The value of an ethical will
Many people understand the value of a legal will, but what about an ethical will? An ethical will holds so much more than a directive for the transfer of your material goods. It is a written document that details the thoughts, emotions and beliefs that mean the most to you – a comprehensive showcase of your values.
In his book "Healthy Aging, a Lifelong Guide to You Physical and Spiritual Well-Being," renowned writer, teacher and recognized expert on holistic health Dr. Andrew Thomas Weil encourages people to write an ethical will as a gift for their family at the end of their life. An ethical will is not a legal document, but rather a spiritual one – a means to share your values, lessons, hopes and dreams, expressions of love, compassion and forgiveness with family and friends. Unlike a legal will, an ethical will is a letter or essay that is often shared while the writer is still alive.
You may have many stories you would like to relive with your children and grandchildren, but don't forget to share stories about times before they were even born. Often family histories are lost because no one bothers to write them down, so be sure to include stories about your youth, how you were raised, and anecdotes that help shed light on why you – and your family – are the way you are. Include little known facts and tidbits that you may not have thought much about during the bustle of raising a family. Consider your past and details about you and your family that you believe may be of interest not just to your family now, but in future generations. Even if your intended audience has heard these stories before, consider that no one may take the time to write them down after you're gone. An ethical will gives you the opportunity to document these stories in your own voice for posterity.
Much of what will be garnered and retained in your stories will be your perspective. Feel free to share your beliefs and values that resulted from your experiences. Present information and flower it with your personal opinions in order to help shape future generations and their belief systems. It is particularly important to share traditions that have long been held throughout your family's history in order to help preserve them for future generations.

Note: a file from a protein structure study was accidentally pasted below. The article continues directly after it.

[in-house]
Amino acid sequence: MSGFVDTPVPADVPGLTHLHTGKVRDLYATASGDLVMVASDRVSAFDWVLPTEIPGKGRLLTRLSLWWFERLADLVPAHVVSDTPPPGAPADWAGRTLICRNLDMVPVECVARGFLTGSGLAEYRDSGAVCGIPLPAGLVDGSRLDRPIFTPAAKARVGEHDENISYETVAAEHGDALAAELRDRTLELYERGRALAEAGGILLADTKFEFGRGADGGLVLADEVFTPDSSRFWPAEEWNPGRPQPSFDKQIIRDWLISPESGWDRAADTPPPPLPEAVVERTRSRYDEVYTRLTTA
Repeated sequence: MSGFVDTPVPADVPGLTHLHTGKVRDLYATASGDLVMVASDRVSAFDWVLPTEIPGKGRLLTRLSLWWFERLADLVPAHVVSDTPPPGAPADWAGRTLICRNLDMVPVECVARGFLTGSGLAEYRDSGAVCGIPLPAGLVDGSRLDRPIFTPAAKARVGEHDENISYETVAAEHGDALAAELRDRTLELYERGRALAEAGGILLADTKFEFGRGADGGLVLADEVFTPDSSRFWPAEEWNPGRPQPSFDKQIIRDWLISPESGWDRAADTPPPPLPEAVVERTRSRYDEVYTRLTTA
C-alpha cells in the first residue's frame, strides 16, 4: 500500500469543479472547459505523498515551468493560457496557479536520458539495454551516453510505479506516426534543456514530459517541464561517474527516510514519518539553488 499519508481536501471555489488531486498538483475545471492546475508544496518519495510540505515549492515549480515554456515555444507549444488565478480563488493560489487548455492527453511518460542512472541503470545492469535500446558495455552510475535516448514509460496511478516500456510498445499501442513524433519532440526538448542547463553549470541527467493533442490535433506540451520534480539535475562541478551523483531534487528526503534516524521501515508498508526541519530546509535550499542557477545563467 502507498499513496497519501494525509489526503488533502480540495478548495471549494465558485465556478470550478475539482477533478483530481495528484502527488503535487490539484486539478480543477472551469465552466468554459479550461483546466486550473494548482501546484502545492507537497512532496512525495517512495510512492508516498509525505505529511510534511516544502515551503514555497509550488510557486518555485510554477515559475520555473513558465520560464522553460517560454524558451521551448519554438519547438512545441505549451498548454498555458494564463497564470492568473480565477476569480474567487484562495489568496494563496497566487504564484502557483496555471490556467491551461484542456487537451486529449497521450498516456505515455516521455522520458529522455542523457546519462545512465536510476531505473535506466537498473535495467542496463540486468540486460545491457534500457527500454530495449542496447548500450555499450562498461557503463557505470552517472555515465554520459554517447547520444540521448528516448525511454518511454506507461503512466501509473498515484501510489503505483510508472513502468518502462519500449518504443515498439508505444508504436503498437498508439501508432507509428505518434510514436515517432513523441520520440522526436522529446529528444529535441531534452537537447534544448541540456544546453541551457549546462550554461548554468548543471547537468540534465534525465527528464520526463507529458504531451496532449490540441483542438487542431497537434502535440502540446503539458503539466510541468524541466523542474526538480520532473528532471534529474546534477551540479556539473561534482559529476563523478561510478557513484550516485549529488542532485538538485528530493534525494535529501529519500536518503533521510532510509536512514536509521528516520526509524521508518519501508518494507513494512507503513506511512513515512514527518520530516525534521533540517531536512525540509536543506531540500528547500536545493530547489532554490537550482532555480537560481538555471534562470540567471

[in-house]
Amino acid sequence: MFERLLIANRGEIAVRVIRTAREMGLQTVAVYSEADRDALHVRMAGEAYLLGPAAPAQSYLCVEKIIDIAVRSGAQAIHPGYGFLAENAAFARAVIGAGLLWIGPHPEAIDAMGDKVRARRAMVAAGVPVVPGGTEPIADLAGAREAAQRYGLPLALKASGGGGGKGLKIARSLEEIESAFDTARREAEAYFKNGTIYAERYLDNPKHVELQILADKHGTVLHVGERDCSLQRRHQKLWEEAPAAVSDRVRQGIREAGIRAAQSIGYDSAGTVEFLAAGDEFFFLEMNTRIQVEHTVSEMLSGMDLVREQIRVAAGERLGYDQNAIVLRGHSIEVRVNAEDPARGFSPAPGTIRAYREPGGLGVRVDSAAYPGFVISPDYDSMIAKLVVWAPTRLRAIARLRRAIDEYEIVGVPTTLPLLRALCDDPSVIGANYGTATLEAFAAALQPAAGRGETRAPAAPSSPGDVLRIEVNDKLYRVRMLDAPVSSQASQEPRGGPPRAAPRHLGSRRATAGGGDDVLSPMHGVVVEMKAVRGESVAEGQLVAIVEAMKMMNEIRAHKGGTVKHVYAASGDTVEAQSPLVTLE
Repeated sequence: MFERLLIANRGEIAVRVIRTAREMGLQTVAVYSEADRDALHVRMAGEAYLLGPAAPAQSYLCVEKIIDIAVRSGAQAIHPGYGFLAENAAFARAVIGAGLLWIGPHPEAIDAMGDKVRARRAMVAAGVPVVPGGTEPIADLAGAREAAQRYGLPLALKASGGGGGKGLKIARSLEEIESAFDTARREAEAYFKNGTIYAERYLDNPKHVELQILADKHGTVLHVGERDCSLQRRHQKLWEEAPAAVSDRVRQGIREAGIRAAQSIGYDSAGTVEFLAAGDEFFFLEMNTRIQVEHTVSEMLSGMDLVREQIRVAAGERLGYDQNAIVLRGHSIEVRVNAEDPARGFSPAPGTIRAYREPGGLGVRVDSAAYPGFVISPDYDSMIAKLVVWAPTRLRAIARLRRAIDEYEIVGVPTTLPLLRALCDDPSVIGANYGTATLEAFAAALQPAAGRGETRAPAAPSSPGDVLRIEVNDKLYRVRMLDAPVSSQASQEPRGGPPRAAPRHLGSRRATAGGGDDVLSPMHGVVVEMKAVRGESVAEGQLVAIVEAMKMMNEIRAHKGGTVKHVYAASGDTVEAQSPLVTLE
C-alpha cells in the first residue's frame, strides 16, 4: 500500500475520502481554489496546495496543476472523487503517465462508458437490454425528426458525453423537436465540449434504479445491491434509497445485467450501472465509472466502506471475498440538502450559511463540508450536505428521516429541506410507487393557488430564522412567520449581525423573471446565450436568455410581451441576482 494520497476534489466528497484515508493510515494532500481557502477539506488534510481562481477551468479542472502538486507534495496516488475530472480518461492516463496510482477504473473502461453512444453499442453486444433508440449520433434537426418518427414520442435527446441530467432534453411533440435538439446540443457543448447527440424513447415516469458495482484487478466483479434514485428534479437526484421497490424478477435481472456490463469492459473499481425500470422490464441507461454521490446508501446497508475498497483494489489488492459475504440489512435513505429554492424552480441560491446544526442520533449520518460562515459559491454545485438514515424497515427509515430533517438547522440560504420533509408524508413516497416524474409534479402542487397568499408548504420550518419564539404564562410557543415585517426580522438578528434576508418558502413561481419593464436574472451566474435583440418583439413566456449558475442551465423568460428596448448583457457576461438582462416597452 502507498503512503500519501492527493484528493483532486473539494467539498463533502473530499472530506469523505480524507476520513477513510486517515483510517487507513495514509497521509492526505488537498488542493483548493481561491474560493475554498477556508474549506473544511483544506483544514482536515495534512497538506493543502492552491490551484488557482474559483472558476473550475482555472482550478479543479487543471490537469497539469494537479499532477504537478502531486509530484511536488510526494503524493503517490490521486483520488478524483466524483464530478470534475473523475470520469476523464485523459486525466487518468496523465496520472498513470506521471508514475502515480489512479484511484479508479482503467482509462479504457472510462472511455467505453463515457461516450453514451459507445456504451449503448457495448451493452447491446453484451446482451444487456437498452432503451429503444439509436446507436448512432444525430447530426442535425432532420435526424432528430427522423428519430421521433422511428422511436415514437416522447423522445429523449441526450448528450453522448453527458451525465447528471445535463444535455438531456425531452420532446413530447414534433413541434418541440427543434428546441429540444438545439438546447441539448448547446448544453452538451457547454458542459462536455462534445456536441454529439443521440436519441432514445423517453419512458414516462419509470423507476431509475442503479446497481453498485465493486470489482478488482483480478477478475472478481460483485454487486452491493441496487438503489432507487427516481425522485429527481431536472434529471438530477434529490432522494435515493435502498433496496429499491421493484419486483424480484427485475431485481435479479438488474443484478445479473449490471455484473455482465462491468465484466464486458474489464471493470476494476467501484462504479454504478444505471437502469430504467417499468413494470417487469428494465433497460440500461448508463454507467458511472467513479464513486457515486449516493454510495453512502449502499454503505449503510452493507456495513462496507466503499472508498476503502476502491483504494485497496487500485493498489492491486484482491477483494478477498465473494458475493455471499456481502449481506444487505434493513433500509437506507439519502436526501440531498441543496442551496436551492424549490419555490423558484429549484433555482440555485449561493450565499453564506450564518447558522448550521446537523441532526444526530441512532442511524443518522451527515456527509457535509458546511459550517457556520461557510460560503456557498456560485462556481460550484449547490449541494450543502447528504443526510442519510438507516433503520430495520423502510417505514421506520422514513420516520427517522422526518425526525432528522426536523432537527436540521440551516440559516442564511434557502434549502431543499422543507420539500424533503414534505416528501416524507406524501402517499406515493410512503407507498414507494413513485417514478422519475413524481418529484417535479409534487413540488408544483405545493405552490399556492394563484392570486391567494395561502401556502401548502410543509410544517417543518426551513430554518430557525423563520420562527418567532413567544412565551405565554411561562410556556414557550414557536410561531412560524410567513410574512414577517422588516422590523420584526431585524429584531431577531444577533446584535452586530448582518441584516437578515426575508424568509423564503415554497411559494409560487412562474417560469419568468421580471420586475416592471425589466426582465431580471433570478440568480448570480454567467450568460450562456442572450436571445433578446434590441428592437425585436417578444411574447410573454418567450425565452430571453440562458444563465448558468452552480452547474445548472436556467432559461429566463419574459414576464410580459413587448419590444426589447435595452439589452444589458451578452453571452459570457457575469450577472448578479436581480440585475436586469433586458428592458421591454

An ethical will empowers you to share the lessons you have learned, why they are important to you and why they may be important to others in the future.
Just as important as the things you did are the things you didn't do – but wish you had. As painful as some of these remembrances may be, consider the value of conveying anything that you regret saying or not saying. Because children are so often influenced to raise their children in the same manner in which they were raised, it's important to share your regrets so that they learn from your lifelong lessons – and have time to change their own course based on your regrets.
An ethical will also gives you the opportunity to forgive friends or family who have hurt you in the past – or ask for forgiveness for things you regret doing or saying. If it has been too painful to say you're sorry in the past, this is the ideal vehicle to express that now.
Your philanthropic wishes
If you have left assets to one or more charitable organizations, an ethical will enables you to explain your reasons to family members who may feel slighted that they did not receive these gifts. Part of the reason it's important to share your stories is to convey why and how you developed your philanthropic beliefs and values. This can go a long way to helping your family understand and perhaps even share them throughout their own lifetime – particularly if you have created a charitable foundation you would like your family to continue to support.
Finally, perhaps one of the most important things you can write about in an ethical will is to identify the things for which you are most grateful. As each person progresses through life, it's easy to get caught up in the pursuit of material possessions and status. By sharing with friends and family the things that are most important to you as you assess a lifetime of living, you can help them re-evaluate and perhaps readjust their own priorities to incorporate more personal – and less material – goals and values.